This modeling approach structures data into two main types of tables: Fact tables and dimension tables. Fact tables contain the core numeric data — such as business metrics — which are typically linked via foreign keys to dimension tables.

These dimension tables provide essential context, storing descriptive data that aids in analyzing the metrics from the fact tables. For instance, dimension tables might include details on time periods, product information, or geographic data, which are pivotal for comprehensive analysis. Each dimension table includes a primary key that uniquely identifies it's records, facilitating a clear and efficient indexing system. This setup ensures that data across tables can be matched and retrieved effectively using these keys, which are fundamental to maintaining the database's structural integrity and query speed.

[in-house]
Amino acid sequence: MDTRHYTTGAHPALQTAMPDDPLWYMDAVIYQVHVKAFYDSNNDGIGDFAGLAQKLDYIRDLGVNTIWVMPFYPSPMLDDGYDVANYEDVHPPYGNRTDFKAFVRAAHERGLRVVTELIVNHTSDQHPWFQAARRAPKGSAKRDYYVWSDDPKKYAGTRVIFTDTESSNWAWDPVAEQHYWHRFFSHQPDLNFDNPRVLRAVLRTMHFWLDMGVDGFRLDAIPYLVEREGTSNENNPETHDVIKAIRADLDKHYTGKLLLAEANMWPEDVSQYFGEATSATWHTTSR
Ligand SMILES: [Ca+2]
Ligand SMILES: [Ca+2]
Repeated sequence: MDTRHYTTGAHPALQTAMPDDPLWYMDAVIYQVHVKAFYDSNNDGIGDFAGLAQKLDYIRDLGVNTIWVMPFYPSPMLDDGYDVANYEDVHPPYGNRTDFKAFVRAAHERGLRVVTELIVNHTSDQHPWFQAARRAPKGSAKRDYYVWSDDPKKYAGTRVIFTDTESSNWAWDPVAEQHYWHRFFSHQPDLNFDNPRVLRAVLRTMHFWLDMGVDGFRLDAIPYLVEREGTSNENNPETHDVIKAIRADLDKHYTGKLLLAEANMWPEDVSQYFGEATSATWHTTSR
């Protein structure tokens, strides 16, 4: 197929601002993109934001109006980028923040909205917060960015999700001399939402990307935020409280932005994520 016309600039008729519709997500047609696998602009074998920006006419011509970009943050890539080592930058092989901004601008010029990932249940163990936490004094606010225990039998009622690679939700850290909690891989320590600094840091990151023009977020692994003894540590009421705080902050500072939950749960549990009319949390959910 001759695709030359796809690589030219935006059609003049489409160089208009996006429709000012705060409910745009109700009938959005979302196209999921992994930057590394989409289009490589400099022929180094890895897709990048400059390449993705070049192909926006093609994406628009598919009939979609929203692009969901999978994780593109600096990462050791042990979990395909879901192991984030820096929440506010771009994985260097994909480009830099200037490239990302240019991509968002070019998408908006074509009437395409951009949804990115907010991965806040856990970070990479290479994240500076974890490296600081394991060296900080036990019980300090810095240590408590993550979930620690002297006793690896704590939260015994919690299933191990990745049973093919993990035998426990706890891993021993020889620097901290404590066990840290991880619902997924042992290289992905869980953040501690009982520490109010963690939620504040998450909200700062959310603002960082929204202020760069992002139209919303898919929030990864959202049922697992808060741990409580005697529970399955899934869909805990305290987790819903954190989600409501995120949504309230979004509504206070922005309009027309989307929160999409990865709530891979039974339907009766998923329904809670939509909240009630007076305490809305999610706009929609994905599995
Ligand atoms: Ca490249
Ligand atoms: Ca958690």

It’s important to remember that when handling data that may evolve over time, the schema of the tables must be optimized to handle the required types of historical changes. Six main techniques can be used to achieve this. These techniques are called Slowly Changing Dimensions (or SCDs), the SCD2 and SCD6 being the most used in data warehousing for analysis purposes. Stay tuned for a future article detailing the different types of SCDs and when to use which.

Exploring data modeling architectures

As we continue discussing data modeling strategies, It’s worth turning our attention to the two most common data modeling architectures: Star Schema and Snowflake Schema. Each of them has it's unique strengths and fits specific use cases.

  • Star Schema: Simplicity and speed